How a trip to Japan can provide what’s missing back home
Whenever I fly a long distance I read a book or two rather than watching the in-flight movies and TV shows. Without realizing it, the two books I brought on my recent trip to Japan, neither of which mentions Japan, helped me understand why I was going there again.
By the time I landed I had read “Talk to the Hand,” which bemoans the lack of civility and mutual respect in modern life, and “How to Travel,” which tries to explain why travelers choose to visit one country over another.
In “Talk to the Hand” author Lynne Truss, who previously wrote “Eats, Shoots & Leaves,” a book on punctuation that has sold over 3 million copies worldwide, decries people who talk long after the movie has started, groups of friends sauntering four-abreast on the sidewalk, people spewing vulgarities in public, and other incivilities too numerous to mention or rail against. Amen to all that.
In “How to Travel” the anonymous author explains that, “Every destination has a character. It emphasizes and promotes a particular aspect of human nature. The destination we are drawn to reflects an underlying sense of what is missing in our lives. We are seeking to become fuller, more complete beings. The place should teach us lessons that we know we need to hear.”
Both books got me to thinking why I like Japan: What aspect of human nature does Japan emphasize? What does Japan’s culture have to teach me? What is missing in my life, in our lives, that Japan could offer?
After several visits, I began to figure it out: Wherever you go, Japan is well-mannered, polite, kind: on the trains and in the airports, in the cities, and in the mountains. Even when you visit a post office.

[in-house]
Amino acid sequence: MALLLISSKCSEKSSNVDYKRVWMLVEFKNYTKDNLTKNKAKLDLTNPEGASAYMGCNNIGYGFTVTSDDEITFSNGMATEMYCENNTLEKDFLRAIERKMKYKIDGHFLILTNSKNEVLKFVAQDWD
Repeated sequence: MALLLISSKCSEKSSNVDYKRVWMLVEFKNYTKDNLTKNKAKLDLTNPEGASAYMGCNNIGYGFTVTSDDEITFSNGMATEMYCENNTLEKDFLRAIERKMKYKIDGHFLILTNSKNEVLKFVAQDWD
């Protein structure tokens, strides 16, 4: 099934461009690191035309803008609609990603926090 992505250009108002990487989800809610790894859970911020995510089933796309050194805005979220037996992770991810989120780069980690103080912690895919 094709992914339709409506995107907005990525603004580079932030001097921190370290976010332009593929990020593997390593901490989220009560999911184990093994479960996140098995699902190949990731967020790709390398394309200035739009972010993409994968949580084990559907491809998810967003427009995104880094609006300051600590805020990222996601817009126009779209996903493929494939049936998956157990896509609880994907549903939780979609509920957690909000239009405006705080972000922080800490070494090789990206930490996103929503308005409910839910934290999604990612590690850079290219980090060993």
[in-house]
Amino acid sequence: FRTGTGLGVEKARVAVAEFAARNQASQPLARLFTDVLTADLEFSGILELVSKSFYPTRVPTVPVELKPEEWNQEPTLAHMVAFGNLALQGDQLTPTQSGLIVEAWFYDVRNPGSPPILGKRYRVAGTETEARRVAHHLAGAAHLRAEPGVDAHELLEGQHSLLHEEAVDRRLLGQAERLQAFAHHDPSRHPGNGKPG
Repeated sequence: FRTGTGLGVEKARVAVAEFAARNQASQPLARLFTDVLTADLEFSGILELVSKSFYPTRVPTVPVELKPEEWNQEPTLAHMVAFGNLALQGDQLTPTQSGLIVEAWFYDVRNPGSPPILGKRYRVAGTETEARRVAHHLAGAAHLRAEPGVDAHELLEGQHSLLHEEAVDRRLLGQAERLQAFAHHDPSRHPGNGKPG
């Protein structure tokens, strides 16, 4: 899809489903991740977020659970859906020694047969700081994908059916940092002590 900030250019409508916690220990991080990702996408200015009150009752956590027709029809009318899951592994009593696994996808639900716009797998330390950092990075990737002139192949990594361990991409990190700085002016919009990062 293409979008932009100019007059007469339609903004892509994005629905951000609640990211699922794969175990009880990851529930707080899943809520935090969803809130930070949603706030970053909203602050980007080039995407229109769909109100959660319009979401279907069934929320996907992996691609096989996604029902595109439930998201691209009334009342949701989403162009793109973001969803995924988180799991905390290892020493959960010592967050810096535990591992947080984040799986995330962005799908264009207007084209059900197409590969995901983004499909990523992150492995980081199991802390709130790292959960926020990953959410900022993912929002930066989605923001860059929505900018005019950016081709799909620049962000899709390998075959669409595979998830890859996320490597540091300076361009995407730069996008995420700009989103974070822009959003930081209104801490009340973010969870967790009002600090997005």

Standing on the platform as our Shinkansen glided into the station I noticed that the driver was wearing his hat and I wondered why. Surely he doesn’t wear it between stations? He makes the gesture for the same reason that the conductors on these trains bow ceremoniously upon entering and leaving the coaches. When I was in the Japan Airlines lounge on my departure from Tokyo, I noticed the phone booths without phones in them. They’re used for making mobile phone calls without disturbing other passengers; but they can also be used, I noted, by a mom with a wailing baby. In she goes and the baby’s cacophony is no longer an issue.
In her book on manners, Truss, who is English, decries the rudeness of London shop assistants and describes the typical dynamic this way:
Shopper: “Excuse me, do you work here?”
Shopper: “I said, excuse me do you work here?”
Clerk: “Not if I can help it. Har, har, har.”
Contrast that to my visit to the Japan post office. A clerk called out a greeting (“Welcome to the post office!” according to Sumiyo, my friend and translator). I paid for some stamps and expected to take my postcards and be on my way. But this is Japan, so no. The clerk carefully detached the stamps along their perforations, moistened them, and with equal care affixed them to my mail. And then he thanked me. And I thanked him. And as I exited he thanked me again for visiting the post office.
In between noticing Japanese manners, I managed to see some of the countryside around Mount Fuji, about an hour’s train ride from Tokyo. I climbed part way up Mount Fuji (you don’t have to go far to see scenery worth the effort); I visited the Itchiku Kubota Art Museum, which owns 80 beautiful tie-dyed silk kimonos that were Kubota’s lifelong passion.
Early one morning, I visited Shiraito Falls, a UNESCO World Heritage Site. A monsoon had blown in the day before my arrival so a dozen or more chutes gushed and roared into a small lake. I was the only one to witness this spectacle when I stumbled upon it. Eventually, a few people trickled in and had it not been for these interlopers I would have stayed longer. How often do you get to enjoy a World Heritage Site all by yourself?